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Seagate Portable External Hard Drive Review
by Ben Stafford -  4/21/2006

This review was originally posted on our sister site, NotebookReview.com, but I thought it would interest some photography folks out there looking for some other storage options to backup or make space for the ever growing collection of digital images.

There is certainly no dearth of portable storage devices out there. Once you decide about what form factor you want and the capacity you need, then you get to wade through all the different colors and styles that are on the market. Seagate, one of the top hard drive manufacturers has a whole line of Portable External Hard Drives that may suit your needs and your budget. With capacities from 40GB to 160GB and prices from approx $109-$350, you have plenty of choices (of course). In this review, we'll test the Seagate 120GB Portable External Hard Drive.


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Drive Specifications

Drive Setup and Use

In the box, you'll find the external drive, USB cable, quick start manual, and CD-ROM of software and additional reference material.


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The included cable is actually a Y-adapter with a Mini B USB connection into the external drive and two standard USB jacks to plug into your computer. The green connection is labeled: "Data+Power", and the blue one is labeled: "Power Only". First, try plugging in the green one -- if the drive starts up, you're good to go. If not, your USB port may not provide enough power, so insert the blue plug (along with the green one) into another USB port for more juice.


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Both Windows and Mac users can use the drive. If you use Windows, you just need Windows XP, Me, 2000, 98SE, and a USB 2.0 port (or USB 1.0 port with third party power supply). If you're a Mac user, you can use the drive with Mac OS 9.x and 10.2.8 or higher with the same USB port requirements as PC users.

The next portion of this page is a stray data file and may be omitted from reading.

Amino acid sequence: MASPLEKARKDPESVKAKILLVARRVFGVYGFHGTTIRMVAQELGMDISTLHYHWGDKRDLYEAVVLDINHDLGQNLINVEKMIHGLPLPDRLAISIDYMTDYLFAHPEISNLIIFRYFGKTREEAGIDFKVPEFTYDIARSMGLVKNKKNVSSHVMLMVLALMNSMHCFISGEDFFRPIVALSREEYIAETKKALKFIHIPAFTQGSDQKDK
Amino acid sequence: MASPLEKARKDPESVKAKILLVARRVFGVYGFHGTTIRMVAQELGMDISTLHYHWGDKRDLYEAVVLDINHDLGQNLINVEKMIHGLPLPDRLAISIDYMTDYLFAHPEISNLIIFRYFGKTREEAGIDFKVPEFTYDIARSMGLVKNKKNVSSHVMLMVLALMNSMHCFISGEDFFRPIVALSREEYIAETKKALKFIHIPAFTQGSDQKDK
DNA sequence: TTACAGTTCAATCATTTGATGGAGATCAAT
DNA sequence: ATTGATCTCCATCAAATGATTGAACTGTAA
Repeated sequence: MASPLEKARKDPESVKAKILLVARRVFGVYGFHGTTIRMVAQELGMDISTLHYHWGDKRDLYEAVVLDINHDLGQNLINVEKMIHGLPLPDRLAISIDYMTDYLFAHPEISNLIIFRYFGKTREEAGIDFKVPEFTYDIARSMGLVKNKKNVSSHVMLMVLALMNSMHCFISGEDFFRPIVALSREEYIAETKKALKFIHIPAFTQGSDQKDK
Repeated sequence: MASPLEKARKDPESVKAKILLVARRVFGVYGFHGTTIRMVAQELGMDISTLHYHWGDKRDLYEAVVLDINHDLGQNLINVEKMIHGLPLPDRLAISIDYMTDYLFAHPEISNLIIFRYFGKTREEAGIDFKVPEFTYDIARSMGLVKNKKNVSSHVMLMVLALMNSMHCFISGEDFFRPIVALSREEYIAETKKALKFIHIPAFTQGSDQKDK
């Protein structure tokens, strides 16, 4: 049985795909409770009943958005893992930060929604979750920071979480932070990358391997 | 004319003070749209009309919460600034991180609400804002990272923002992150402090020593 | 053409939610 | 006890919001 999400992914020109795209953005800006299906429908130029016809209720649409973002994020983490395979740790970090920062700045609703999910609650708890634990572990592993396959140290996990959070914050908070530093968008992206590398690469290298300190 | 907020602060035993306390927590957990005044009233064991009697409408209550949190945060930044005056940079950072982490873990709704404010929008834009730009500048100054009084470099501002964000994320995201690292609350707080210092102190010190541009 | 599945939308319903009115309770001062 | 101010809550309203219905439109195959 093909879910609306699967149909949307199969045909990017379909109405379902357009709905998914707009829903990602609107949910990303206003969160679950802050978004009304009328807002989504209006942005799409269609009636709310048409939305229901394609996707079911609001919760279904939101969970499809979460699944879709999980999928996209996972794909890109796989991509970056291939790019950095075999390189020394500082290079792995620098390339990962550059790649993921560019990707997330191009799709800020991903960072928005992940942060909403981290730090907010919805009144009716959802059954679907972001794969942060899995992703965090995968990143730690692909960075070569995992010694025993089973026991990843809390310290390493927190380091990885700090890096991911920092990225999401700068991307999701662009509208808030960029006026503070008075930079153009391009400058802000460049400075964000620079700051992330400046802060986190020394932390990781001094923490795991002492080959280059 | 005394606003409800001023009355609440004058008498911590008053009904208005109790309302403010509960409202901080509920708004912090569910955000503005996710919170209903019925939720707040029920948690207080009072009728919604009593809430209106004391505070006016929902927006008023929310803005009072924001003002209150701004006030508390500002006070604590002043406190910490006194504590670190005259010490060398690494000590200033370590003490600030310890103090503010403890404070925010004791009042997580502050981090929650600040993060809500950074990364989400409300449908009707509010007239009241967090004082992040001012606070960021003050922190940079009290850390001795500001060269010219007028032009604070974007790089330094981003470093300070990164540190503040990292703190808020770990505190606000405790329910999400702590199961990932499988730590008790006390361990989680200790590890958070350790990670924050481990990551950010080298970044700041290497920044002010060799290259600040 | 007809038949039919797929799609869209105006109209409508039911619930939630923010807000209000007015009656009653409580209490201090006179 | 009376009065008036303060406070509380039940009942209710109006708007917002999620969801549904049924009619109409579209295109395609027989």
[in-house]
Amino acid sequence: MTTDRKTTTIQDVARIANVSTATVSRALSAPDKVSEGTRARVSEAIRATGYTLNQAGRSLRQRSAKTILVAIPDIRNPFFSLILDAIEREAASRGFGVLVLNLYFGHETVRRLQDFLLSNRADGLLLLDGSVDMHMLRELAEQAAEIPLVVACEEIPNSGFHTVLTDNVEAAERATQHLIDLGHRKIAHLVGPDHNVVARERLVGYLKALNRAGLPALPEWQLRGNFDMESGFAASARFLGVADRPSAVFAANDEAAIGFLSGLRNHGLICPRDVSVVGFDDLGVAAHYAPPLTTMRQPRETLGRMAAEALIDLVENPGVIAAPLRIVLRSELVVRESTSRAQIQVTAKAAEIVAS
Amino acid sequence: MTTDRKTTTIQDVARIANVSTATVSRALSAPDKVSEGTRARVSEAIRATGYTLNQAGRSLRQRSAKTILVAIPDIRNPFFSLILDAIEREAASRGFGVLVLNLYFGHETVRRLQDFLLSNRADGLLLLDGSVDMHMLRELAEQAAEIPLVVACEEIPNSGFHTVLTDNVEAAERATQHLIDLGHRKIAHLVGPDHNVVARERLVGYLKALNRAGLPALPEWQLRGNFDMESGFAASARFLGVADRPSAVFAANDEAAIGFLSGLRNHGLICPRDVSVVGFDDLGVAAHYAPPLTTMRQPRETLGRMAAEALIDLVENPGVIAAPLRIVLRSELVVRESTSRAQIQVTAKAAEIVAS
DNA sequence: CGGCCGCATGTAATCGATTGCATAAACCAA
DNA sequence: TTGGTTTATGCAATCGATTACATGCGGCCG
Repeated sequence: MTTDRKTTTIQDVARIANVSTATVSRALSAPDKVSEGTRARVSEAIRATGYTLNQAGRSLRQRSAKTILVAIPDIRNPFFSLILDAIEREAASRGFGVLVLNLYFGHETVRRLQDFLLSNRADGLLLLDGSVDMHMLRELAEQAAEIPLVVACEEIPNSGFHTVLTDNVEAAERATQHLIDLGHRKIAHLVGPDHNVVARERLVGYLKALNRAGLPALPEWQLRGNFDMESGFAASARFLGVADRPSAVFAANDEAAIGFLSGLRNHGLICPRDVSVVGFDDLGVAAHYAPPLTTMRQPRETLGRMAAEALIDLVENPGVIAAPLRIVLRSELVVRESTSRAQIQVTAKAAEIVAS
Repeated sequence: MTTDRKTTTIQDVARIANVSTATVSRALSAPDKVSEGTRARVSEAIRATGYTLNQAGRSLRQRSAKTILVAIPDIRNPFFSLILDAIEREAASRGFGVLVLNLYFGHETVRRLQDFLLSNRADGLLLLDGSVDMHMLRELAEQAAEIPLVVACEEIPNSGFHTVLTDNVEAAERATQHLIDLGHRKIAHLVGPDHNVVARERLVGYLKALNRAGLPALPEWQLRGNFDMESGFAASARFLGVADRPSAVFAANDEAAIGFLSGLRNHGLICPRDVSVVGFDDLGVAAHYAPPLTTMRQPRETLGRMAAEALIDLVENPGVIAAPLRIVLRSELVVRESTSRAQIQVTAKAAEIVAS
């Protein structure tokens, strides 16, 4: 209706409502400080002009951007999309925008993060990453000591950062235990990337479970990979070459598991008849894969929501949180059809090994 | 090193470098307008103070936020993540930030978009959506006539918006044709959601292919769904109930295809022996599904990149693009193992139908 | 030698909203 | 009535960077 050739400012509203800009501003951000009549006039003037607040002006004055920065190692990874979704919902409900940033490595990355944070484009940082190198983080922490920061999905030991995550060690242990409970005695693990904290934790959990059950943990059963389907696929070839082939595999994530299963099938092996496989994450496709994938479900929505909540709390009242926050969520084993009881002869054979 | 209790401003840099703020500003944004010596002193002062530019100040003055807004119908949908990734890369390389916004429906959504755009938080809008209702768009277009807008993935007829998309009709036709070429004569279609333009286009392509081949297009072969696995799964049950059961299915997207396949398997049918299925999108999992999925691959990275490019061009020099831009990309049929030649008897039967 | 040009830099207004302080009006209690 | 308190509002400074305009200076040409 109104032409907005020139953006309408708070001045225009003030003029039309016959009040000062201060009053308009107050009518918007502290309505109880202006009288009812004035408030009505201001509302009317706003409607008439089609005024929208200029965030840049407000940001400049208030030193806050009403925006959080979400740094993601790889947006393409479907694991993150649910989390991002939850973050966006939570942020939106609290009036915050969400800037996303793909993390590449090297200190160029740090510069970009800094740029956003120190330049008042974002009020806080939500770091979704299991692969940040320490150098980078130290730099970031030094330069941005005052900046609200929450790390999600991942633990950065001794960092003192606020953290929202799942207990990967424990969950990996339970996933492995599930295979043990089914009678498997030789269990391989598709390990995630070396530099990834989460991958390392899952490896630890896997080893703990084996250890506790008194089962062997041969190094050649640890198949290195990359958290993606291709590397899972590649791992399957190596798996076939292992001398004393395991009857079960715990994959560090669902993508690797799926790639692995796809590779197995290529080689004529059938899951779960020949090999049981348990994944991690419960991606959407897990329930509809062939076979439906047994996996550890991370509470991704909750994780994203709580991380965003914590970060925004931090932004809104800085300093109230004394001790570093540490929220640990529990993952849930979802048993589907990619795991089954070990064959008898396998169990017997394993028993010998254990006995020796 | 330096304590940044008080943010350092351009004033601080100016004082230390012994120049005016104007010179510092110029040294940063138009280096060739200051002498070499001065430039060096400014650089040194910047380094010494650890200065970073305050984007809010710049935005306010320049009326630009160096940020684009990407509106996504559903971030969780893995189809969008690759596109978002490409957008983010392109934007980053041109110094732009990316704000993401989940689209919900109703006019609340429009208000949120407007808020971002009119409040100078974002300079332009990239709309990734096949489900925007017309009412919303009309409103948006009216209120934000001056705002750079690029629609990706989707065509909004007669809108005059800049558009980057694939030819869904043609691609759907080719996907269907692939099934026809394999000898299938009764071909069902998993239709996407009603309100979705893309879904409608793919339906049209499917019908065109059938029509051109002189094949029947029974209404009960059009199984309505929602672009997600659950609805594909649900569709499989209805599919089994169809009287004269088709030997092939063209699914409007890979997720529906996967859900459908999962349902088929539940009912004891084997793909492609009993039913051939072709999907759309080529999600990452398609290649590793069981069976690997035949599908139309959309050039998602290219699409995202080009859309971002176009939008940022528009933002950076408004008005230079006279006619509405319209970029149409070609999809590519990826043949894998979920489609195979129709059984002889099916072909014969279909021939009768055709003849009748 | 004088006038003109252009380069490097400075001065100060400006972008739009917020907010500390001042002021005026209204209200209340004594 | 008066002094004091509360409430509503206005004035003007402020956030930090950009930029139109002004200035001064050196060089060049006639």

Once running, Windows XP, 2000, and Me will automatically detect and install the drivers needed to access the drive. A setup CD is included with the drive in case you need a driver for Windows 98SE.

By default, the drive is formatted with the FAT32 file system. You can reformat as you need. For example, the built-in Windows backup utility will only write backup files of 4GB on FAT32 file system. If you want to do a full backup of your hard drive, you may want to convert the external drive to the NTFS file system.

When the drive is plugged in, you will see a blue LED through the front "grill". During file transfer, the LED gives a little flash to let you know that it's doing its thing.


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The 2.5 inch, 5400 RPM drive is amazingly quiet during use. I couldn't hear it over the fans in my Thinkpad T40. For a "real world" test, I copied 4.77GB of mp3 files to the drive and it took 5 minutes and 5 seconds.

For a more objective test, I installed HD Tune and ran it against my internal hard drive and against the Seagate external drive. Results are below.  Yes, the average transfer rate was better and the access time shorter with the external drive than my internal drive!  Me thinks it may be time for a new laptop.


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Internal hard drive in my Thinkpad T40 (view large image)

Seagate has included a CD of software and manual materials. They provide some backup software called BounceBack Express which covers the basics of backup software. BounceBack Express estimated that it would take 2 hours and 37 minutes to do a complete backup of the 71.2GB of data that I have on my system. The built-in Windows Backup utility also does a fine job of basic backups. You can get an upgrade to BounceBack Express that helps you set up the external drive to be bootable for disaster recovery purposes and also add some other features.

Conclusion

The Seagate Portable External hard drive is a high-performing solution for some external storage. Use it has a backup device or as an additional hard drive. The 2.5 inch drive and single cable (since it's powered by the USB port) make it portable solution as well. A variety of capacities (from 40GB to 160GB) let you find one that meets your capacity needs and your budget.

Pros

Cons